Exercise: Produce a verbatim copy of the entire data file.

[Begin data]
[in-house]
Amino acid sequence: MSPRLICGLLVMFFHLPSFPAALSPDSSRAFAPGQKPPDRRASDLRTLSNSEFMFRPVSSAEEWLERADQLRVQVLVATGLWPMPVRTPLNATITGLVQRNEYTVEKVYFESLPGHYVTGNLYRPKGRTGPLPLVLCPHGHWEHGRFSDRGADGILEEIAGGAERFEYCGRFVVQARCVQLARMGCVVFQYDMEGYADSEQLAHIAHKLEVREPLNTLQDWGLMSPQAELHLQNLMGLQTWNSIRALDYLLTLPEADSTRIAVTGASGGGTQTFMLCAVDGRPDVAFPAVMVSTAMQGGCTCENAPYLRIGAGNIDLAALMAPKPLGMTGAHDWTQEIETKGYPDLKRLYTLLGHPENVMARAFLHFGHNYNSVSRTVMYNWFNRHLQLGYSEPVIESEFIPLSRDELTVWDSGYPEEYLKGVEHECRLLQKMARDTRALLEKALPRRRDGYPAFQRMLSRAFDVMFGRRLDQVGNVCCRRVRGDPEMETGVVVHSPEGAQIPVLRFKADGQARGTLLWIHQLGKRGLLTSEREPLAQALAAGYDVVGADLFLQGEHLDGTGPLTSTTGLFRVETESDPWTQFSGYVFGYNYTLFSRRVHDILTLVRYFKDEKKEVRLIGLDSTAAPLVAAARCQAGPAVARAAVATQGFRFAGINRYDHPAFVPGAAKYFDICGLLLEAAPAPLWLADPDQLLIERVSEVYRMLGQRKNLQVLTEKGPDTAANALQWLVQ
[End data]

[in-house]
Amino acid sequence: MSPRLICGLLVMFFHLPSFPAALSPDSSRAFAPGQKPPDRRASDLRTLSNSEFMFRPVSSAEEWLERADQLRVQVLVATGLWPMPVRTPLNATITGLVQRNEYTVEKVYFESLPGHYVTGNLYRPKGRTGPLPLVLCPHGHWEHGRFSDRGADGILEEIAGGAERFEYCGRFVVQARCVQLARMGCVVFQYDMEGYADSEQLAHIAHKLEVREPLNTLQDWGLMSPQAELHLQNLMGLQTWNSIRALDYLLTLPEADSTRIAVTGASGGGTQTFMLCAVDGRPDVAFPAVMVSTAMQGGCTCENAPYLRIGAGNIDLAALMAPKPLGMTGAHDWTQEIETKGYPDLKRLYTLLGHPENVMARAFLHFGHNYNSVSRTVMYNWFNRHLQLGYSEPVIESEFIPLSRDELTVWDSGYPEEYLKGVEHECRLLQKMARDTRALLEKALPRRRDGYPAFQRMLSRAFDVMFGRRLDQVGNVCCRRVRGDPEMETGVVVHSPEGAQIPVLRFKADGQARGTLLWIHQLGKRGLLTSEREPLAQALAAGYDVVGADLFLQGEHLDGTGPLTSTTGLFRVETESDPWTQFSGYVFGYNYTLFSRRVHDILTLVRYFKDEKKEVRLIGLDSTAAPLVAAARCQAGPAVARAAVATQGFRFAGINRYDHPAFVPGAAKYFDICGLLLEAAPAPLWLADPDQLLIERVSEVYRMLGQRKNLQVLTEKGPDTAANALQWLVQ